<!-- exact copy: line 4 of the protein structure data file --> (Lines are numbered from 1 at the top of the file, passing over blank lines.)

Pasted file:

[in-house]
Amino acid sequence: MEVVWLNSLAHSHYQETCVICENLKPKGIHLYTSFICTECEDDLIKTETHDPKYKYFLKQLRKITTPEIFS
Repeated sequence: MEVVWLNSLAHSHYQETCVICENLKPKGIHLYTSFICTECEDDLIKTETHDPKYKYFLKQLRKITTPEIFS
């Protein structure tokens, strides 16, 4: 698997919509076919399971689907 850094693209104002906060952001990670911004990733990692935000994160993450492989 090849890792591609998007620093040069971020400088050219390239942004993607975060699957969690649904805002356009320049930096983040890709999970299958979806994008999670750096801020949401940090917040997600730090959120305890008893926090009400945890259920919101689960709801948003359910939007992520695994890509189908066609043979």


């Protein structure tokens, strides 16, 4: 698997919509076919399971689907 850094693209104002906060952001990670911004990733990692935000994160993450492989 090849890792591609998007620093040069971020400088050219390239942004993607975060699957969690649904805002356009320049930096983040890709999970299958979806994008999670750096801020949401940090917040997600730090959120305890008893926090009400945890259920919101689960709801948003359910939007992520695994890509189908066609043979």